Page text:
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IM EAST WAR ZONE
?OTM RUSSIAN AND AUSTRO
OCRMAN ARMIES HAVE AS
~$tnrr ketchs ?* ?e west
Campaign In the Carpathian* Vital to
. Both Sida* Ruaaiana Ara Attack
ing Awatro-Qarman Forcea.
Loqdoa.?With the armies tn Franc*
and Flanders recuperating after stren
uous lighting of earlier days of the
week and no local actions being re
corded, Interest In the war situation
has been transferred to the Russian
offensive in Bast Prussia and the at
tempt of a strong Austro-Oerman
army to dislodge the troops of Em
peror Nicholas from their positions In
Ia Bast Prussia a Russian offensive
has developed in the extreme north,
where renewed fighting seems to con
firm a ballet that a definite effort to
advance north of the Masurian Lathes
district, where previously the Russians
were defeated haa been decided on by
the Russian General Staff.
More vital to both sides, however. Is
the campaign in the Carpathians,
where southwest of Dukla Pass. the
Russians have delivered an energetic
attack. According to their account of
the combat titer compelled the Aus
tro-Oermans to retreat, leering behind
ammunition and atorea. This attack,
according to military observers, Indi
cated a Russian attempt to turn the
flank ot the Teuton Allies. If It would
hare serious consequences tor the
large AustToOerman army In and
about the Carpathian Passes.
Russian military experts anticipated
that the Austrlaas will deliver thalr
main attack with their extreme right
In Western Bukowlna, aiming to
achieve a signal victory and thus give
Roumanla cause to pause. The only
thing holding Roumanla In check at
present It Is said Is uncertainty as to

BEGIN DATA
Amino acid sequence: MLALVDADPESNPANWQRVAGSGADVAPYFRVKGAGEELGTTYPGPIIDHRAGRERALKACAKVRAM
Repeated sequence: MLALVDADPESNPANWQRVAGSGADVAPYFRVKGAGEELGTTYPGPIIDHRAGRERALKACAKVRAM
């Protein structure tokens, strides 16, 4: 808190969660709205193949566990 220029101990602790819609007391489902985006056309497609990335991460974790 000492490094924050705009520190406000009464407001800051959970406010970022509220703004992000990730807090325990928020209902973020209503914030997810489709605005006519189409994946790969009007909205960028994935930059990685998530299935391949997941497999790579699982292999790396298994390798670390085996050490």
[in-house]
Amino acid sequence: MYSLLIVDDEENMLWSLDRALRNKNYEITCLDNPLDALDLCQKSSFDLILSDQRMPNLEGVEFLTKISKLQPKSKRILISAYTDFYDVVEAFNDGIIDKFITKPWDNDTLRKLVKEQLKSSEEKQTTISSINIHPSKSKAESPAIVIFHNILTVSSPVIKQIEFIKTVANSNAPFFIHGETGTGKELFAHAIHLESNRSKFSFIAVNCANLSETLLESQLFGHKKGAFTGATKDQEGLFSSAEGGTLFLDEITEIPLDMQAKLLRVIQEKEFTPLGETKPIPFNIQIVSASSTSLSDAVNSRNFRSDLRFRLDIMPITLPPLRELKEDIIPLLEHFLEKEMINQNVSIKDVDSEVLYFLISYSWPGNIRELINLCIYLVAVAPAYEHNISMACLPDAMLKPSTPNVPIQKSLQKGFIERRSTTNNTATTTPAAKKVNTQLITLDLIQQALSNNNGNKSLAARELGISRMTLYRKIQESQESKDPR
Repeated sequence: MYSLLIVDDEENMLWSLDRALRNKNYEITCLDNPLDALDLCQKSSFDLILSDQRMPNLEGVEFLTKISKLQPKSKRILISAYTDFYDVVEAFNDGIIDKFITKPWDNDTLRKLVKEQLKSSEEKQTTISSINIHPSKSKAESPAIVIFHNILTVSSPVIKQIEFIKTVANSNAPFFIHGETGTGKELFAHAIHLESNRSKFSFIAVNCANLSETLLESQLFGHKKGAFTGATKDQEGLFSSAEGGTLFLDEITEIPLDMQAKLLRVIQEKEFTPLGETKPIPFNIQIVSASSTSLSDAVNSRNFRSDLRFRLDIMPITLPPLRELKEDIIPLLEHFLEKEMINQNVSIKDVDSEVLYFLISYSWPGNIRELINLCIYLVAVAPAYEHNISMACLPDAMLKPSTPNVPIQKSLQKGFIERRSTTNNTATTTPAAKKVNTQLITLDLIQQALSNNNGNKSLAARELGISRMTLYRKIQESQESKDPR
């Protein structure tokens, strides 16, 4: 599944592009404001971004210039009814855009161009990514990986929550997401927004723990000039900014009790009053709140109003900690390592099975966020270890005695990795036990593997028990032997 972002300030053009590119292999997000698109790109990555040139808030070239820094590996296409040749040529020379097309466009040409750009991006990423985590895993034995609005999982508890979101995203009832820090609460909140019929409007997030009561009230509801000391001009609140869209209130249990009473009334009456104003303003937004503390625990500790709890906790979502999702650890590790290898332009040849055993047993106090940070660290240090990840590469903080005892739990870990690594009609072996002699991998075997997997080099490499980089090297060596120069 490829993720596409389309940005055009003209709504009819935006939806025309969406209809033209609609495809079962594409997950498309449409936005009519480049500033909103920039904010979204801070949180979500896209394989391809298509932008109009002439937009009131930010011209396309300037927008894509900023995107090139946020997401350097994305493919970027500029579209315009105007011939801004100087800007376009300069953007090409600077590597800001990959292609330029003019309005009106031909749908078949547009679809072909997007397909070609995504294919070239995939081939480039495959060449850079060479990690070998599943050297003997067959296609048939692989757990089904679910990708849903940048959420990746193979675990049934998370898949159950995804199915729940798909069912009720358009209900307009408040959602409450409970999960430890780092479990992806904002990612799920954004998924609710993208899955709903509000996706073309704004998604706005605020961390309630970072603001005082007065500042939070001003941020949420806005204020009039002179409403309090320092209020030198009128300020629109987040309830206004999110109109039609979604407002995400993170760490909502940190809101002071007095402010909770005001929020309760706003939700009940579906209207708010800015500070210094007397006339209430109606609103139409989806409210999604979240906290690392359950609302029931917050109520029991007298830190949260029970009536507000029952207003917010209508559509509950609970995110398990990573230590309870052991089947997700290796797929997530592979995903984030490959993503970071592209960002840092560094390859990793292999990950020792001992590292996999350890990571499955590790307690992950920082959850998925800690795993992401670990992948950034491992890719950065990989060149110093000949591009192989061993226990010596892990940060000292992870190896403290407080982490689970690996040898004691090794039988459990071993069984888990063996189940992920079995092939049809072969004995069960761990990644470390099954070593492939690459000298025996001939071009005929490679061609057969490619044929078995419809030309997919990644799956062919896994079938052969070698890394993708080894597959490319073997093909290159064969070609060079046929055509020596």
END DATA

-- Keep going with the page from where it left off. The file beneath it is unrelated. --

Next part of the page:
what Bulgaria will do. Bulgaria It is
asserted still demands that part of
Macedonia now under Serbian rule as
the price of her neutrality and Serbia
1s reported unwilling to make this con
CARRANZA TAKES MEXICO CITY.
General Orbregon Head of the Cap
r ranza Forces Now In Capital.
Mexico Ctty?The capital Is again
In possession of the forces of General
Carranxa who, while acting as pro
visional president was forced to leave
Mexico City, early In November under
threat of Villa and Zapata's advancing
troops. The new authorities have re
? established order and a general feel
ing of confidence prevails.
It has been determined that the
shooting which occured before the
national palace, when Gen. Alvaro
Orbregon at the bead of the Carranxa
forces, reached that place was done
by snipers who were hidden on the
cathedral roof. Gen. Orbregon said'
the shots were undoubtedly directed
towards him. The perpetrators have
not been captured. Three soldiers
were killed and a number wounded
during the fighting.
All saloons are closed. Commercial
houses and banks declare they will
resume business Immediately.
10,000 additional Carranxa troops en
tered the capital. The Zaptlsta troops
have retreated southward.
French Official Statement.
Paris?It Is comparltlve quiet along
the battle line In France, judging-from
the official announcement ~By the
French war office. There were artille
ry engagements, some of them fairly
violent at different places and one
or two Infantry encounters are men
tioned. Apparently long sections of
the line showed no activity whatev
? District "Jim Crow" Bill.
Washington?A bill by Represent
ative Clark of Florida requiring Dis
trict of Columbia transportation com
panies to provide separate accommo
dations for white and negro races,
was favorably reported to the house
by the district committee.
Consider Naval Appropriation.
Washington?The House met to be-:
gin consideration of the naval appro
priation bill carrying about $148,000,
000. Indications were that the meas
ure would provoke lively debate. The
agricultural appropriation bill, carry
ing more than $22,000,060 was paw
ed In the House and sent to the Sen
ate. Only two of the appropriation
bills the urgent deficiency and the
District of Columbia?have passed
the Senate. AH of the big supply bills
except the naval, the sundry civil,
pensions, have passed the house.
Effect Has Been Good.
. .New York?Rockefeller donations
to educational institutions, have influ;